Indian President APJ Abdul Kalam has expressed concern about a free mapping programme from Google, warning it could help terrorists by providing satellite photos of potential targets.
Google Earth, an internet site launched in June this year, allows users to access overlapping satellite photos.
Although not all areas are highly detailed, some images are very high resolution, and some show sensitive locations in various countries.
At a meeting of top police officials in the southern Indian city of Hyderabad, Kalam said he was worried that "developing countries, which are already in danger of terrorist attacks, have been singularly chosen" for providing high resolution images of their sites.
The governments of South Korea and Thailand and lawmakers in the Netherlands have expressed similar concerns.
South Korean newspapers said Google Earth provided images of the presidential Blue House and military bases in the country, which remains technically at war with communist North Korea. The North's main nuclear facility at Yongbyon is among the sites in that country displayed on the service.
The Google site contains clear aerial photos of India's parliament building, the president's house and surrounding government offices in New Delhi. There are also some clear shots of Indian defence establishments.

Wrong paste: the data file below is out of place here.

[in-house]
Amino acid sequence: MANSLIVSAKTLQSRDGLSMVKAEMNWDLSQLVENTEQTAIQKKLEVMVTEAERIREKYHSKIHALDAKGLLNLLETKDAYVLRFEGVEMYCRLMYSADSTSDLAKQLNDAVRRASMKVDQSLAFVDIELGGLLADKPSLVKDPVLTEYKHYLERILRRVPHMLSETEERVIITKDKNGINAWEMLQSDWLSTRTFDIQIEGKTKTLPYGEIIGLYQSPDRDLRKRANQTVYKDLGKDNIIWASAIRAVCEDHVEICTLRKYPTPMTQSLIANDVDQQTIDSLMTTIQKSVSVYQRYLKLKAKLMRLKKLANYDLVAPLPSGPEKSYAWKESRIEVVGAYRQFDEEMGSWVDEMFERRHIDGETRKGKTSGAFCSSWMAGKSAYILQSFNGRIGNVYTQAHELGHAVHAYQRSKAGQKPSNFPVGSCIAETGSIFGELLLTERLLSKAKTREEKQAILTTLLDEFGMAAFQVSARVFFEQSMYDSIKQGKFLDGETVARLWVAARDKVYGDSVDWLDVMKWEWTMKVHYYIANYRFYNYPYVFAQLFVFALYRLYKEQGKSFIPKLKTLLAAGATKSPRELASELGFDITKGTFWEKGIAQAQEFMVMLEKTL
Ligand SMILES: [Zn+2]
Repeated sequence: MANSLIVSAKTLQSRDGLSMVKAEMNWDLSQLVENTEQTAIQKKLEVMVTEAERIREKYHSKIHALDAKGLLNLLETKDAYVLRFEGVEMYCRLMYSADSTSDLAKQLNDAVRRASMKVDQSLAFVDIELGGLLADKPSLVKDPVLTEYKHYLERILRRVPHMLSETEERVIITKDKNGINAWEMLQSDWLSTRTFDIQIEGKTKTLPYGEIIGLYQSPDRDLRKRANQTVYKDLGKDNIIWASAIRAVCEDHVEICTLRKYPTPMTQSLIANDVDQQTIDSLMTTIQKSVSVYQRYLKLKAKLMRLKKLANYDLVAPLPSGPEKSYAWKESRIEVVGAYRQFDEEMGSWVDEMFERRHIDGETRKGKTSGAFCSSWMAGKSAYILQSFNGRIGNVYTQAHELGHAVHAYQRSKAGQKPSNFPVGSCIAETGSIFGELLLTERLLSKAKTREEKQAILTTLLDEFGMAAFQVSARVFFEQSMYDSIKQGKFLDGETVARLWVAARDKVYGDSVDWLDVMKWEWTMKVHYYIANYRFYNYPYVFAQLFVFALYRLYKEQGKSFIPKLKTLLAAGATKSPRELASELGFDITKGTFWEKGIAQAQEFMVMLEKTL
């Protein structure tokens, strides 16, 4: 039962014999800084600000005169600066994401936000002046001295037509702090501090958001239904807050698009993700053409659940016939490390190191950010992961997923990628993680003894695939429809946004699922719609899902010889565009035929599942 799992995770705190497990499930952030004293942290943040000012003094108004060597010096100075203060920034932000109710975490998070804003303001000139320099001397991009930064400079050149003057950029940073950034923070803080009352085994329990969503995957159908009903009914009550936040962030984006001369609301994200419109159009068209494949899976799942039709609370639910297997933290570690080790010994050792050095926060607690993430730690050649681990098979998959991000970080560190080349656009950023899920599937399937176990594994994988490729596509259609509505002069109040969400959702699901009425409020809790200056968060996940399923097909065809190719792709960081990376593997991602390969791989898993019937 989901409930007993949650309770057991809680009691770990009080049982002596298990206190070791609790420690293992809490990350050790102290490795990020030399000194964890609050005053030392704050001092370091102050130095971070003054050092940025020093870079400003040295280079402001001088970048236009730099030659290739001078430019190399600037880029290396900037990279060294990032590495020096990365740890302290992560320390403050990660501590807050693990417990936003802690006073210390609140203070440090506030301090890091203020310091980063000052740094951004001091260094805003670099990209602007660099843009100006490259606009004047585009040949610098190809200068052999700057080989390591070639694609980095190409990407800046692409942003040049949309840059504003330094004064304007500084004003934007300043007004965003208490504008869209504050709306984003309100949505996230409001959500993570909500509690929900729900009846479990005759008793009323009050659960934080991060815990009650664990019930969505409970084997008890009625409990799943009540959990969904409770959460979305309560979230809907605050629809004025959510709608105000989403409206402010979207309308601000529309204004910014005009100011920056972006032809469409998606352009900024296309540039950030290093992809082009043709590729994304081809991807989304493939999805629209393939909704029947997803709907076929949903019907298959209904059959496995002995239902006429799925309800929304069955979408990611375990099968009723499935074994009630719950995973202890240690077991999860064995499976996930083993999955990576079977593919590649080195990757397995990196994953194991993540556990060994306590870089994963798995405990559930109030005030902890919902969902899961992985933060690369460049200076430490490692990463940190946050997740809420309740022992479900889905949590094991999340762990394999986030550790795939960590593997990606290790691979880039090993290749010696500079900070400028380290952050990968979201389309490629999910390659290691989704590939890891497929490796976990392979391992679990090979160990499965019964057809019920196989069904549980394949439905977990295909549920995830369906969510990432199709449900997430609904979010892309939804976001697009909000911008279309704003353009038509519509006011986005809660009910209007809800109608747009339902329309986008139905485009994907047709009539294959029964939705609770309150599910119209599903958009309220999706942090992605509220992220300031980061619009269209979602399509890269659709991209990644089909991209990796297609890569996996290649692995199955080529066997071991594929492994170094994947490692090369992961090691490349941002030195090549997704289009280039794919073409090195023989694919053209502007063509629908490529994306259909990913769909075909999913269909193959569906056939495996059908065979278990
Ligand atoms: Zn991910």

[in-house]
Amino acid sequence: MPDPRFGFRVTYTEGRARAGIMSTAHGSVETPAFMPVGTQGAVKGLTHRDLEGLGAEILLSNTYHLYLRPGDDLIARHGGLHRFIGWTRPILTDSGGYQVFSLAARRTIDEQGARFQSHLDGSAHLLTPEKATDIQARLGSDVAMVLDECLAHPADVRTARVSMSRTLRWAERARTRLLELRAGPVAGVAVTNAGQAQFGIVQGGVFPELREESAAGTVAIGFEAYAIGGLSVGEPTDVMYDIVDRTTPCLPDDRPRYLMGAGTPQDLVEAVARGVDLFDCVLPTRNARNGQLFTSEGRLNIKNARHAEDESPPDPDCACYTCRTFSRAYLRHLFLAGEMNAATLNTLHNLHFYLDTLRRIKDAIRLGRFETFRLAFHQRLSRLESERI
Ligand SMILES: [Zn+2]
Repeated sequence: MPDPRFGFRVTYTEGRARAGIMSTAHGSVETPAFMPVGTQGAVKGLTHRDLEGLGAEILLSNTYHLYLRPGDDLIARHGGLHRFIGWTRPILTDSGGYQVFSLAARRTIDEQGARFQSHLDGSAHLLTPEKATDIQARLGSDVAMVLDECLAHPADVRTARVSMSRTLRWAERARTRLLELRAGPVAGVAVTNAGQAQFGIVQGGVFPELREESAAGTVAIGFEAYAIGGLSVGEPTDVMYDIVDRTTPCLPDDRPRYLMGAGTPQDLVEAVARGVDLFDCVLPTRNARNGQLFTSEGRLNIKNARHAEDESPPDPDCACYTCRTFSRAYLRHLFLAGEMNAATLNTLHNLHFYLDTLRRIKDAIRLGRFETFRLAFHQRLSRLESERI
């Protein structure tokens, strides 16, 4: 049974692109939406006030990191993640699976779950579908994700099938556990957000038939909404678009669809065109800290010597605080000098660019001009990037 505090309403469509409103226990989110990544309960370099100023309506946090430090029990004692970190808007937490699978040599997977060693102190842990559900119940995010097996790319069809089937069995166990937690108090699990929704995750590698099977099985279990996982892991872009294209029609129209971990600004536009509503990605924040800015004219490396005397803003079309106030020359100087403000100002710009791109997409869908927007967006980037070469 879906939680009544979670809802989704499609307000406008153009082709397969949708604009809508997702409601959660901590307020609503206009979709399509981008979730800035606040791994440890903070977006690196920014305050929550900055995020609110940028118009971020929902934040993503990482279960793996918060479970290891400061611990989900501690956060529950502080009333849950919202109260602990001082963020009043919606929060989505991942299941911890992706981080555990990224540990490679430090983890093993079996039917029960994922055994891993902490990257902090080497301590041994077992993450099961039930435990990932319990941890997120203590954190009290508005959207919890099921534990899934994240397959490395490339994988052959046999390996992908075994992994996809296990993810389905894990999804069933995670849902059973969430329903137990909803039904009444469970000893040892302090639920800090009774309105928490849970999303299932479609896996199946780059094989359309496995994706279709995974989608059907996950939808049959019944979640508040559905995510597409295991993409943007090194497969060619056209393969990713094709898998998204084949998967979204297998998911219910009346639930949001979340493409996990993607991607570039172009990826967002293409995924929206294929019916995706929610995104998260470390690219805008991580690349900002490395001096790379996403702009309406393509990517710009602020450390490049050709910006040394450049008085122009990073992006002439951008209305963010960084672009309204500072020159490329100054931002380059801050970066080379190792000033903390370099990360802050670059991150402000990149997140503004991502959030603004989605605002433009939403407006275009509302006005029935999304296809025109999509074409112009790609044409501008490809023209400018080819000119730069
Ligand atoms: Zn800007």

Officials at Google, based in Mountain View, California, did not immediately return a phone call and email seeking comment.
Responding in August to the concerns of two Dutch lawmakers, Google spokeswoman Catherine Betts noted the software used information already available from public sources and said its benefits "far outweigh any negatives from potential abuse".
Kalam who guided India's missile programme before becoming president, called for new laws to restrain dissemination of such material. He said existing laws in some countries regarding spatial observations of their territory and the United Nations' recommendations on the practice were inadequate.